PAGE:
Food photography advice from the experts.
Our experts answer your key questions and reveal their food photography tips:
How can I improve my food photography?
Sarah Aagesen says: “I’ll start with something that’s pretty un-styled, with maybe just the smoothie in the bowl to start. And I’ll take photos along the process as I’m adding things. So I’ll have them through different steps, in case I end up going too far or adding too much. Sometimes you’ll add a few things and think, ‘You know, it looked better a few less ingredients ago.’”
How can I get a balanced shot?
Food photography is similar to still life photography, and using the rule of thirds can “make all of your photos instantly look better,” according to photographer Derek Boyd.
Photographer Samuel Nute adds: “Think of your viewfinder as broken up into nine different sections, and try and stay cognizant of what’s filling up six of those areas.”
How can I improve the light for food photography?
Aagesen says: “Consider shooting through a window, if it’s not direct sunlight, or through a white curtain that diffuses the light.”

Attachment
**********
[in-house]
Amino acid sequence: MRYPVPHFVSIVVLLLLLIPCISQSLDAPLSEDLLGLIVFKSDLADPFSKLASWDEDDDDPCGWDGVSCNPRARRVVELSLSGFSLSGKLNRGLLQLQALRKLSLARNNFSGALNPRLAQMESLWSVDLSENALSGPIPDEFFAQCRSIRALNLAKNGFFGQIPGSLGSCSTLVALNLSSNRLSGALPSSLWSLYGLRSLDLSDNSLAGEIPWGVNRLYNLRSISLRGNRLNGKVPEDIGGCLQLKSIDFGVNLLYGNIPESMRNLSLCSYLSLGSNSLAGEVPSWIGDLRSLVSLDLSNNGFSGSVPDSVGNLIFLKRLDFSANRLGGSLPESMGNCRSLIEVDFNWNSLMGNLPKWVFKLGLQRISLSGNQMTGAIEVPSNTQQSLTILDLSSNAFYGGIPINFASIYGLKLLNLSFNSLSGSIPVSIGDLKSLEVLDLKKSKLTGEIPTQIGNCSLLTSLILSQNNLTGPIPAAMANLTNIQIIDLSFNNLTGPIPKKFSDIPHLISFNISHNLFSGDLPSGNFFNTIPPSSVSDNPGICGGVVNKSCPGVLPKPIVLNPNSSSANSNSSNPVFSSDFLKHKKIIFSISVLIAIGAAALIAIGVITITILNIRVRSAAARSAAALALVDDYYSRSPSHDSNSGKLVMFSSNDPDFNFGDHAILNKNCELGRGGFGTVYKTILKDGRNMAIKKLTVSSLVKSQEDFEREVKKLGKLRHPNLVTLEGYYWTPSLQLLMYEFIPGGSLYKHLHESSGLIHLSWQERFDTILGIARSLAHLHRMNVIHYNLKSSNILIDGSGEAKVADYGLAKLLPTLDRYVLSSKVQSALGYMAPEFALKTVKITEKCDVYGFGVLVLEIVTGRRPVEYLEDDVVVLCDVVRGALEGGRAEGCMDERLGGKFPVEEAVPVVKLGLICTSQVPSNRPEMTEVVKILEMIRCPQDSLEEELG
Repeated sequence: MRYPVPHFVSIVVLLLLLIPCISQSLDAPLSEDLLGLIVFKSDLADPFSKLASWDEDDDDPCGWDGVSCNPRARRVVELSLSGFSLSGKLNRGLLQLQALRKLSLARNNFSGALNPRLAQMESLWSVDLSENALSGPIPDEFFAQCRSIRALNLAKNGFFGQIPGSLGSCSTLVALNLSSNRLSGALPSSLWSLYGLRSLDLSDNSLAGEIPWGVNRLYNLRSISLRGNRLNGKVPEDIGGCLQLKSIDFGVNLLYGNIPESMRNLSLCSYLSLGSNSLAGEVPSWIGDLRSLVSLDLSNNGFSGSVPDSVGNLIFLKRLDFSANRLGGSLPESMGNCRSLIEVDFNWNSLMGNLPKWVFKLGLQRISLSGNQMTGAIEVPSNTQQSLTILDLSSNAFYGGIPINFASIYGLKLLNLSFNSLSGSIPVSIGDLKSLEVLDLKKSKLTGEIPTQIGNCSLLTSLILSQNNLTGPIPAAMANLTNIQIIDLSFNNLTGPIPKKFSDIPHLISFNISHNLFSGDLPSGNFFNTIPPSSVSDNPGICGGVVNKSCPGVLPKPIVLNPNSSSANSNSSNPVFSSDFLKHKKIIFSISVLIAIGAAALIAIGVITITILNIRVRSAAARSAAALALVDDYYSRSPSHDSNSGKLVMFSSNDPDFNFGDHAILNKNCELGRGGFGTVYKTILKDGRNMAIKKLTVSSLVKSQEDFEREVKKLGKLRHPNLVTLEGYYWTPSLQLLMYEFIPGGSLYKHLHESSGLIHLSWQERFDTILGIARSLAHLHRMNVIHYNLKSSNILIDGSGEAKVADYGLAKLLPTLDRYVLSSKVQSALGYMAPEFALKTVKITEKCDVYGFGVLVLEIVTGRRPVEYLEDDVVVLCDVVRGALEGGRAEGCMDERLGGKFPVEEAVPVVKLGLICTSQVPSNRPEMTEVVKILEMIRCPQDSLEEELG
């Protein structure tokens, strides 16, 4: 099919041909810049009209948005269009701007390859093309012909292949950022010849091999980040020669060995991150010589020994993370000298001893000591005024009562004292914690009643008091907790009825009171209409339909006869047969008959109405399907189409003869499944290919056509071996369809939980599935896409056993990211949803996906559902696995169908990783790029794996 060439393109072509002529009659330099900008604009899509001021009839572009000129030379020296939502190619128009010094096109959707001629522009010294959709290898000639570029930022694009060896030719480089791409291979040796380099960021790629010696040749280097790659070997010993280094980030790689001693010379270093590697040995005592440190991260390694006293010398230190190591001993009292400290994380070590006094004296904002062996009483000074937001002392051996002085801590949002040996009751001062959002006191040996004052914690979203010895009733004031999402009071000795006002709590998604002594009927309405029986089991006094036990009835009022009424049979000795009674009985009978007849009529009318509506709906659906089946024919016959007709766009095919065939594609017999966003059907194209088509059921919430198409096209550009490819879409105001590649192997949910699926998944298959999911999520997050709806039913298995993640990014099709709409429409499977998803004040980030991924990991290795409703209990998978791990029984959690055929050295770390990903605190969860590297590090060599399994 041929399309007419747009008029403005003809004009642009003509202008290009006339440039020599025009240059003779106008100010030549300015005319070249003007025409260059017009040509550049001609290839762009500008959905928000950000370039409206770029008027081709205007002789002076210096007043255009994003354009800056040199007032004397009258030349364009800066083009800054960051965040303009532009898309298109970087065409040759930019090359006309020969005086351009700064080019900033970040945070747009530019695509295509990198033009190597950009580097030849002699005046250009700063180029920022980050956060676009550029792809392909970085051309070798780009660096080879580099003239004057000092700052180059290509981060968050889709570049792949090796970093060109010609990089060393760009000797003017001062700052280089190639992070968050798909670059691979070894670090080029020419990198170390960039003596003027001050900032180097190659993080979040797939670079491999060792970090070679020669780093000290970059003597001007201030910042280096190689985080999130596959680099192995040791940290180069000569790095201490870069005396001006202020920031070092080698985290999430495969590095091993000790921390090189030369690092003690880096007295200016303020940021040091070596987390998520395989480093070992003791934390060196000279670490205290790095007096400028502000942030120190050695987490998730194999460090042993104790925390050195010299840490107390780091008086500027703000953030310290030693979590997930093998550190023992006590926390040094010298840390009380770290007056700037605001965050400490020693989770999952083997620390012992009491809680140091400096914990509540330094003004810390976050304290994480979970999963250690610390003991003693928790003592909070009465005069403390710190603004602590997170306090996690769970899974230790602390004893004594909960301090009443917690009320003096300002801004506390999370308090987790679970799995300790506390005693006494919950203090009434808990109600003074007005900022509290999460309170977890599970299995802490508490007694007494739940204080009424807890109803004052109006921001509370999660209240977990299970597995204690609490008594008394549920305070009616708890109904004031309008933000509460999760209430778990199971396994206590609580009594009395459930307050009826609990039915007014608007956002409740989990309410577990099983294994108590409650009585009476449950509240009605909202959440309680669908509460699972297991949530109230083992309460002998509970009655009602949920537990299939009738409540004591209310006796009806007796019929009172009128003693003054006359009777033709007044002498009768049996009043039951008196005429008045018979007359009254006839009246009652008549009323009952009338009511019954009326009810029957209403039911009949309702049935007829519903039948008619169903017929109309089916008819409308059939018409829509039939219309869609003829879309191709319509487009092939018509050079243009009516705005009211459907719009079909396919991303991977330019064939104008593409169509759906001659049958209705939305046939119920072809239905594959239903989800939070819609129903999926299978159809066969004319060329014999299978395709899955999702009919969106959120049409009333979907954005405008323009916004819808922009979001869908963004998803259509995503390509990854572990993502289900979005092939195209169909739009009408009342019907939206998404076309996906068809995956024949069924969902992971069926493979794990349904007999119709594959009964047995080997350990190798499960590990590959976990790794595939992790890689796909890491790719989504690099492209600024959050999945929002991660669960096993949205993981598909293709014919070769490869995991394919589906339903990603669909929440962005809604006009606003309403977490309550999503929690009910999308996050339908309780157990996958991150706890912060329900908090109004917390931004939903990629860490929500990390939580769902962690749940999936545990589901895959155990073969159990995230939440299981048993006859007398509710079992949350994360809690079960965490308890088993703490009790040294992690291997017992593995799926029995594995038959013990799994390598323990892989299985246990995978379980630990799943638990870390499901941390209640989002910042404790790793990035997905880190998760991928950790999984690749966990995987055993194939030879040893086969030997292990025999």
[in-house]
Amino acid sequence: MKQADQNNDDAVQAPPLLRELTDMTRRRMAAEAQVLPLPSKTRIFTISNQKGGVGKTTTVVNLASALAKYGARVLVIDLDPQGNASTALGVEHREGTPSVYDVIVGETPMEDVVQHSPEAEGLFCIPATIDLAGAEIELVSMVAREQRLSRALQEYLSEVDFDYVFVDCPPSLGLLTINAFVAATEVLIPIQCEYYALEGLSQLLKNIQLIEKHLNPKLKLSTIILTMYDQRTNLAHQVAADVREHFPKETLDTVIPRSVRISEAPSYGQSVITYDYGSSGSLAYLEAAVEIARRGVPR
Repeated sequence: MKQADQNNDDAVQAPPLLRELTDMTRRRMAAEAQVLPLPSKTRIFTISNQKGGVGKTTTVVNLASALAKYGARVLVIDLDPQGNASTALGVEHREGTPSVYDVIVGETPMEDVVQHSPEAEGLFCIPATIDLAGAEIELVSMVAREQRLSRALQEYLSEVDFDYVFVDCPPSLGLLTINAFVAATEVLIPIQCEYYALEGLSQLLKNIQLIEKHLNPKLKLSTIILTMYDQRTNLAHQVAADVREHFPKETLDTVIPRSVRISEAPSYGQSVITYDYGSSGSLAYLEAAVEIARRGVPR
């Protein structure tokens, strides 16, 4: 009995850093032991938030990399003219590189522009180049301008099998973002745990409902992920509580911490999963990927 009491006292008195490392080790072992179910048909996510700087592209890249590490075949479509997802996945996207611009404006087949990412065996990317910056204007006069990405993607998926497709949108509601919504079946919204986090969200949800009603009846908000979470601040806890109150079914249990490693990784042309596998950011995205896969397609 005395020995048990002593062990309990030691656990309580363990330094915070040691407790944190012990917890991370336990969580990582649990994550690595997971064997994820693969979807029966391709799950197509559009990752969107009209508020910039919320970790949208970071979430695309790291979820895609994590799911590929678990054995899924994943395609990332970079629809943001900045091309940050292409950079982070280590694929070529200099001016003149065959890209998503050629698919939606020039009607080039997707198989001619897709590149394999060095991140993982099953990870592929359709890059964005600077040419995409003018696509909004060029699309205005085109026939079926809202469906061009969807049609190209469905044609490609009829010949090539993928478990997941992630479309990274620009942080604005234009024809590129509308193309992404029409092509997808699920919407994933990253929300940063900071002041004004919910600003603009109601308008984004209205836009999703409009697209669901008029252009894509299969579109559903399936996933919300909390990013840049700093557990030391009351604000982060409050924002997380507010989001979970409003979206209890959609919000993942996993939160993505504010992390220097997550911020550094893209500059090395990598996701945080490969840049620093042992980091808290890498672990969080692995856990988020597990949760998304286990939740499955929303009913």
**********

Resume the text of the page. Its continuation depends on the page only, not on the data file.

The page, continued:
Adobe’s food photography partners.
Ben is an award-winning photographer and senior editor at Macworld magazine. Based in San Francisco, he has written books on digital photography, is a senior contributing editor to Macworld magazine, and a senior editor at CreativePro.com. He has worked for 20th Century Fox, Blue Note Records, Global Business Network, and the San Francisco Jazz Festival.
Sarah is a professional photographer who is part of the Four S Club, which covers digital photography, marketing and design. Her brand photography has been used across a range of high-profile clients including Sun Butter, Foods Alive and Skoop.
Sam is a freelance photographer based in Portland, Oregon. He specialises in lifestyle, editorial and landscapes photography, with work spanning several industries and a client list that includes Sonos, IKEA, Ford, Soylent and MailChimp.
Oregon-based Derek has worked as a photographer for most of his adult life. He is a professional and artistic photographer, covering the Pacific Northwest. He has experience working on digital and film in studio and on location.